New(55 words):

Vanzo soon sang at the Opéra-Comique and Palais Garnier in French and Italian repertory winning great acclaim, continuing to the great opera houses including London, Brussels, Barcelona, and Vienna, then the Americas with the Paris Opera. Highlights include debuting Joan Sutherland in Palais Garnier in 1960 and opposite Montserrat Caballé at Carnegie Hall in 1965.

5. Old (80 words), from https://en.wikipedia.org/wiki/USS_Cross_(DE-448):

Departing New York 22 March 1945, Cross called at San Diego, California, before arriving at Pearl Harbor for additional training. She sailed on 8 May escorting a convoy for Ulithi, and from 29 May to 11 September Cross continued to escort vital supply-laden convoys from Ulithi to Okinawa. After repairs at Okinawa, she called at San Diego and Boston, Massachusetts, then put in at Green Cove Springs, Florida, where she was placed out of commission in reserve 14 June 1946.

New (26 words):

Cross sailed from New York on March 22 to Pearl Harbor to escort convoys in the Pacific. Eventually, she was decommissioned in Florida June 14, 1946.

6. Old (77 words): from https://en.wikipedia.org/wiki/List_of_Diff%27rent_Strokes_characters

Phillip has a daughter, Kimberly, and two adopted African American sons, Willis and his younger brother Arnold Jackson. He also has an eccentric elder sister named Sophia (played by Dody Goodman). Arnold and Willis’s mother, Lucy Jackson (portrayed by Todd Bridges’ real-life mother), worked as a housekeeper for the Drummonds years ago; her death-bed wish was that Phillip would take care of her two sons. In the series pilot, Phillip welcomes Arnold and Willis into his home.

New (25 words):

Phillip has a daughter, a sister, and two adopted African-American sons whose mother was his housekeeper. He honors her deathbed wish to care for them.

7. Old (94 words): from https://en.wikipedia.org/wiki/McKinsey_%26_Company

McKinsey was merged with accounting firm Scovell, Wellington & Company that same year, creating the New York-based McKinsey, Wellington & Co. and splitting off the accounting practice into Chicago-based Wellington & Company. A Wellington project that accounted for 55 percent of McKinsey, Wellington & Company’s billings was about to expire and Kearney and Bower had disagreements about how to run the firm. Bower wanted to expand nationally and hire young business school graduates, whereas Kearney wanted to stay in Chicago and hire experienced accountants. Additionally, in 1937 James O. McKinsey died after catching pneumonia.

New (30 words):

McKinsey merged with accounting firm Scovell, Wellington that year, leading to conflicting interests over location, focus between accounting and consulting, expansion plans, and hiring strategy. Also, in 1937 McKinsey died.

8. Old (95 words): from https://en.wikipedia.org/wiki/Gila_monster

The Gila monster eats small birds, mammals, frogs, smaller lizards, insects, and carrion. The Gila monster feeds primarily on bird and reptile eggs, and eats infrequently (only five to ten times a year in the wild), but when it does feed, it may eat up to one-third of its body mass. It uses its extremely acute sense of smell to locate prey, especially eggs. Its sense of smell is so keen, it can locate and dig up chicken eggs buried 15 cm (6 in) deep and accurately follow a trail made by rolling an egg.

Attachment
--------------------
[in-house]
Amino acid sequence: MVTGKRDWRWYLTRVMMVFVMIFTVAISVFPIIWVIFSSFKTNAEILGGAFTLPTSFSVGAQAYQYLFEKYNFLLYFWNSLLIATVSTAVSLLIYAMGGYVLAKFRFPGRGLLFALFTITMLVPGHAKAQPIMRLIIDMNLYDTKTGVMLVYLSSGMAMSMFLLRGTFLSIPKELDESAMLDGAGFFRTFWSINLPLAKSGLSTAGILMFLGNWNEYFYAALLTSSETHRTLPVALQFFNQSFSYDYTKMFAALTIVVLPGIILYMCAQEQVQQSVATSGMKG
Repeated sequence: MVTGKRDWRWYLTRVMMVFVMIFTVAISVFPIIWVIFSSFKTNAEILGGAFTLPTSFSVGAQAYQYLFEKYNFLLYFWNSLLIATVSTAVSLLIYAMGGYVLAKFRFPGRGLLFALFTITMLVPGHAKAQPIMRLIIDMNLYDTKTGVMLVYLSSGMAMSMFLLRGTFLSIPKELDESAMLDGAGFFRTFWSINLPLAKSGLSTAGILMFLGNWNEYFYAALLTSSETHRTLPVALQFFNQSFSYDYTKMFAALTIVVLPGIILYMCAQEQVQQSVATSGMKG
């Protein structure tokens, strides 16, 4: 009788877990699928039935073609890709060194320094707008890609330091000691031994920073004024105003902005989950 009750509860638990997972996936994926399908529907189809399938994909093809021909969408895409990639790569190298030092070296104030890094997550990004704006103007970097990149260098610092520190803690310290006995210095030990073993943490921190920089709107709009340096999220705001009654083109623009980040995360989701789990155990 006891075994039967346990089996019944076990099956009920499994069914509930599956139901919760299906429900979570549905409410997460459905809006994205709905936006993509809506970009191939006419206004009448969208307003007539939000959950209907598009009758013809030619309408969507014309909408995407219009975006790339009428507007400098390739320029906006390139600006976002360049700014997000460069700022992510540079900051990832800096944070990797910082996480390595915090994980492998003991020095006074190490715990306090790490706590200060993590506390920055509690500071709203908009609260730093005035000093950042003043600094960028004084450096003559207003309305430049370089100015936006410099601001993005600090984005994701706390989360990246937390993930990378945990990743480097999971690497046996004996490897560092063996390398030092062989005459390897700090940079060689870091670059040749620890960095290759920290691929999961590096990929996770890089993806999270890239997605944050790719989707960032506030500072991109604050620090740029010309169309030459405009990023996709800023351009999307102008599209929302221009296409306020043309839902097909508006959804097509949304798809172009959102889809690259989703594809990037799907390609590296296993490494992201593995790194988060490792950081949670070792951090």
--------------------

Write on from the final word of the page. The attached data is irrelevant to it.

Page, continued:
New (31 words):

Gila monsters eat small animals, carrion, and eggs—eating five to ten times annually, up to one-third their masses. Their acute smell can sense food underground or trails left when moved.

9. Old (57 words): from https://en.wikipedia.org/wiki/Plogging

Plogging is a combination of jogging with picking up litter (Swedish: plocka upp). It started as an organised activity in Sweden around 2016 and spread to other countries in 2018, following increased concern about plastic pollution. As a workout, it provides variation in body movements by adding bending, squatting and stretching to the main action of running.

New (19 words):

Plogging combines jogging with picking up litter (Swedish: plocka upp) for full-body exercise, started in 2016 Sweden, spreading worldwide.

10. Old (97 words): from https://en.wikipedia.org/wiki/Doom_II

Rather than the player playing through three related episodes as in the first Doom, gameplay takes place over one giant episode, albeit with interludes for when the story develops. Instead of watching the player’s progress on a map (as in the original episodes of Doom), the screens between each level simply show a background (a style carried over to the bonus fourth episode of Doom available in The Ultimate Doom, the retail re-release of the original Doom). This also means the player is never forced to lose all of his or her inventory after completing an episode.

New (25 words):

Unlike Doom, Doom II occurs in one episode, with interludes, without a map, a style continued in sequels. Players no longer lose inventory between levels.

11. Old (48 words): from https://en.wikipedia.org/wiki/All-time_Los_Angeles_Sol_roster

This list comprises all players who have been placed on a regular-season roster for Los Angeles Sol since the team’s first Women’s Professional Soccer season in 2009. This list does not include pre-season training rosters, short term players, or discovery players who do not appear for the club.

New (16 words):

Below lists Los Angeles Sol players since its 2009 debut, but not preseason or short-term players.

12. Old (41 words): from https://en.wikipedia.org/wiki/Poonjar

Poonjar is a small town in the Kottayam district of Kerala state, India. Before the independence of India, Poonjar had been the capital of the Poonjar Koyikkal Swaroopam. Pala, Teekoy, Kanjirappally, and Erattupetta are the nearest towns and villages of Poonjar.

New (13 words):

Poonjar is a town in Kottayam district, Kerala, India, once a royal capital.

12. Old (95 words): from https://en.wikipedia.org/wiki/Crop_rotation

Growing the same crop in the same place for many years in a row (Monocropping) disproportionately depletes the soil of certain nutrients. With rotation, a crop that leaches the soil of one kind of nutrient is followed during the next growing season by a dissimilar crop that returns that nutrient to the soil or draws a different ratio of nutrients. In addition, crop rotation mitigates the buildup of pathogens and pests that often occurs when one species is continuously cropped, and can also improve soil structure and fertility by increasing biomass from varied root structures.

New (28 words):

Growing similar crops in one field depletes soil nutrients, attracts pests, and induces disease. Rotating crops with complementary nutrient, pest, and disease profiles increases plant fertility and output.

14. Old (111 words): from https://en.wikipedia.org/wiki/Soylent_(meal_replacement)